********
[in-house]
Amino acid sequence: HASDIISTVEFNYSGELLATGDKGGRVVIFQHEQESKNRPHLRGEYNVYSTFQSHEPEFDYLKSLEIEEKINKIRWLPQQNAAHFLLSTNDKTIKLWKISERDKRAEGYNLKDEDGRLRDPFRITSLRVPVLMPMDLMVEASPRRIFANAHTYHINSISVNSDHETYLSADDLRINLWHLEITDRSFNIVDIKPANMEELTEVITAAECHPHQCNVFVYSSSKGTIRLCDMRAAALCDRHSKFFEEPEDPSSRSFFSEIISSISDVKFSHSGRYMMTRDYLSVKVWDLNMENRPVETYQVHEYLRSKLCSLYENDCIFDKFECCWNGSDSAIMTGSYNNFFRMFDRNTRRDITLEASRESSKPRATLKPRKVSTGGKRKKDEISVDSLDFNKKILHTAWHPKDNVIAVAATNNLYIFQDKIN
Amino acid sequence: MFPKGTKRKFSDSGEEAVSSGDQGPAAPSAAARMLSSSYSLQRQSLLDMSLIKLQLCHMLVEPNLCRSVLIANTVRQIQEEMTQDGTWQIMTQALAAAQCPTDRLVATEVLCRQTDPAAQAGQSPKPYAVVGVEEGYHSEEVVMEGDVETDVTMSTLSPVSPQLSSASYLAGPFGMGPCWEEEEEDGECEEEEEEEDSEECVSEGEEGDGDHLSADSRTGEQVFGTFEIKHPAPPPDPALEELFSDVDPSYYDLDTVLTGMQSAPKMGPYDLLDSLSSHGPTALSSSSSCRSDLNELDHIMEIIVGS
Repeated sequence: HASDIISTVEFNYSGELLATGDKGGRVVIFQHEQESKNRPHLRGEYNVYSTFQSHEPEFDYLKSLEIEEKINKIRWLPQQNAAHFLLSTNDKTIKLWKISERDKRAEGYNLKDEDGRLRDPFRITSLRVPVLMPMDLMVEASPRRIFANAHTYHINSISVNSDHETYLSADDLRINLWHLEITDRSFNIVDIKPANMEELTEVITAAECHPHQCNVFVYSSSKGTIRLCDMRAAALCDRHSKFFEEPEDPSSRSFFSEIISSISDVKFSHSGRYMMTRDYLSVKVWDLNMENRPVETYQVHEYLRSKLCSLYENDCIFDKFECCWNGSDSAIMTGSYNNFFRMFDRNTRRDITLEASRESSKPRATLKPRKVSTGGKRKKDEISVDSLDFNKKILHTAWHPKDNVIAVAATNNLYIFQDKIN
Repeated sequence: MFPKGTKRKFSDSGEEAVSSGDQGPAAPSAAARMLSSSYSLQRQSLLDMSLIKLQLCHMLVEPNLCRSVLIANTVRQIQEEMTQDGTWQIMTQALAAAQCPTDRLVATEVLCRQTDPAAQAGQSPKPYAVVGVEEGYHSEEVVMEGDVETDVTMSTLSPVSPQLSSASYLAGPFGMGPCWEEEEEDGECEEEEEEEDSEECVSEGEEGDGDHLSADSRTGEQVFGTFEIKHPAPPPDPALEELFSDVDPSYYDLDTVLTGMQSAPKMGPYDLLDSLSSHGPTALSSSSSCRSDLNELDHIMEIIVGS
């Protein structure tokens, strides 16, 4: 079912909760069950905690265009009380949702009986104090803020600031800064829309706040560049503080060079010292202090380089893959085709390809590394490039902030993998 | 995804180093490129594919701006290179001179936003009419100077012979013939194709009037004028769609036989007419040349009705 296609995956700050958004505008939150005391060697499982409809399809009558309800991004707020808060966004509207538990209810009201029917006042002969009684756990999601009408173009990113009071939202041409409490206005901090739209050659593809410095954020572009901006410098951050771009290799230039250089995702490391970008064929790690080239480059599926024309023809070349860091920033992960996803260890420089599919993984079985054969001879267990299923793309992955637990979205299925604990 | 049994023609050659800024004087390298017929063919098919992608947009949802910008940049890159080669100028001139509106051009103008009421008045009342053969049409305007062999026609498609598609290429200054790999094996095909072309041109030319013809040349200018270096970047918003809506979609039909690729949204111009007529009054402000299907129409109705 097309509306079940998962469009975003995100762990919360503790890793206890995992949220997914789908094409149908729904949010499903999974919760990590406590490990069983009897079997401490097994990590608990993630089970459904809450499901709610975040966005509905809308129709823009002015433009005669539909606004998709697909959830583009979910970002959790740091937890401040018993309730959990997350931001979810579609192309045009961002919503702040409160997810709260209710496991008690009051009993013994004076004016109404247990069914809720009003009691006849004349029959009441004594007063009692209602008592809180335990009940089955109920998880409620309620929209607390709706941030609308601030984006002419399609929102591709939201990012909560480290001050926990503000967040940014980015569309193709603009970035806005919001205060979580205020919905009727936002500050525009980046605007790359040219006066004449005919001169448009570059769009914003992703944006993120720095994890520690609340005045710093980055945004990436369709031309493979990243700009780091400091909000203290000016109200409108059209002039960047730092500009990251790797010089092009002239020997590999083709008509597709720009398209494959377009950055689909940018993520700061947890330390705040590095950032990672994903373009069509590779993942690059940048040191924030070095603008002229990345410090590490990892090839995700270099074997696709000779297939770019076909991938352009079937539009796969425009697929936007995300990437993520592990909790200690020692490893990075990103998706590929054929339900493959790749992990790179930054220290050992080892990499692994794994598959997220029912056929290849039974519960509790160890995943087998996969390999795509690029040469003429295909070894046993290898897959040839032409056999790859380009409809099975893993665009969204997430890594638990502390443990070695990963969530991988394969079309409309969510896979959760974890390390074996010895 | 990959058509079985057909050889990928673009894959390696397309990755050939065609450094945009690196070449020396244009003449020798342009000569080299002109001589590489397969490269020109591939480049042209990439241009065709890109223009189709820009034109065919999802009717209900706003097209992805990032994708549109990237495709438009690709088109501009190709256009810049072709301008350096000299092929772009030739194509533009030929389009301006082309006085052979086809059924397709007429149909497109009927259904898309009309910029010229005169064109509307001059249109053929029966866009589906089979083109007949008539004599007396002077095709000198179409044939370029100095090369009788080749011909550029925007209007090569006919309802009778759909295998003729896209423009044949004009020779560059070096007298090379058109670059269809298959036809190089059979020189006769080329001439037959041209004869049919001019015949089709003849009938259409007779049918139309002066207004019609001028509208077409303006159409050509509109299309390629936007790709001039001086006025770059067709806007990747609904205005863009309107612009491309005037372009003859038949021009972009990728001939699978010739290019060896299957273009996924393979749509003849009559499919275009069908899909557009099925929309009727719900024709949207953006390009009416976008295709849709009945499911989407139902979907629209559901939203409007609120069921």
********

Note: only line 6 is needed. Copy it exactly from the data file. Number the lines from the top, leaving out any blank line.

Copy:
């Protein structure tokens, strides 16, 4: 079912909760069950905690265009009380949702009986104090803020600031800064829309706040560049503080060079010292202090380089893959085709390809590394490039902030993998 | 995804180093490129594919701006290179001179936003009419100077012979013939194709009037004028769609036989007419040349009705 296609995956700050958004505008939150005391060697499982409809399809009558309800991004707020808060966004509207538990209810009201029917006042002969009684756990999601009408173009990113009071939202041409409490206005901090739209050659593809410095954020572009901006410098951050771009290799230039250089995702490391970008064929790690080239480059599926024309023809070349860091920033992960996803260890420089599919993984079985054969001879267990299923793309992955637990979205299925604990 | 049994023609050659800024004087390298017929063919098919992608947009949802910008940049890159080669100028001139509106051009103008009421008045009342053969049409305007062999026609498609598609290429200054790999094996095909072309041109030319013809040349200018270096970047918003809506979609039909690729949204111009007529009054402000299907129409109705 097309509306079940998962469009975003995100762990919360503790890793206890995992949220997914789908094409149908729904949010499903999974919760990590406590490990069983009897079997401490097994990590608990993630089970459904809450499901709610975040966005509905809308129709823009002015433009005669539909606004998709697909959830583009979910970002959790740091937890401040018993309730959990997350931001979810579609192309045009961002919503702040409160997810709260209710496991008690009051009993013994004076004016109404247990069914809720009003009691006849004349029959009441004594007063009692209602008592809180335990009940089955109920998880409620309620929209607390709706941030609308601030984006002419399609929102591709939201990012909560480290001050926990503000967040940014980015569309193709603009970035806005919001205060979580205020919905009727936002500050525009980046605007790359040219006066004449005919001169448009570059769009914003992703944006993120720095994890520690609340005045710093980055945004990436369709031309493979990243700009780091400091909000203290000016109200409108059209002039960047730092500009990251790797010089092009002239020997590999083709008509597709720009398209494959377009950055689909940018993520700061947890330390705040590095950032990672994903373009069509590779993942690059940048040191924030070095603008002229990345410090590490990892090839995700270099074997696709000779297939770019076909991938352009079937539009796969425009697929936007995300990437993520592990909790200690020692490893990075990103998706590929054929339900493959790749992990790179930054220290050992080892990499692994794994598959997220029912056929290849039974519960509790160890995943087998996969390999795509690029040469003429295909070894046993290898897959040839032409056999790859380009409809099975893993665009969204997430890594638990502390443990070695990963969530991988394969079309409309969510896979959760974890390390074996010895 | 990959058509079985057909050889990928673009894959390696397309990755050939065609450094945009690196070449020396244009003449020798342009000569080299002109001589590489397969490269020109591939480049042209990439241009065709890109223009189709820009034109065919999802009717209900706003097209992805990032994708549109990237495709438009690709088109501009190709256009810049072709301008350096000299092929772009030739194509533009030929389009301006082309006085052979086809059924397709007429149909497109009927259904898309009309910029010229005169064109509307001059249109053929029966866009589906089979083109007949008539004599007396002077095709000198179409044939370029100095090369009788080749011909550029925007209007090569006919309802009778759909295998003729896209423009044949004009020779560059070096007298090379058109670059269809298959036809190089059979020189006769080329001439037959041209004869049919001019015949089709003849009938259409007779049918139309002066207004019609001028509208077409303006159409050509509109299309390629936007790709001039001086006025770059067709806007990747609904205005863009309107612009491309005037372009003859038949021009972009990728001939699978010739290019060896299957273009996924393979749509003849009559499919275009069908899909557009099925929309009727719900024709949207953006390009009416976008295709849709009945499911989407139902979907629209559901939203409007609120069921």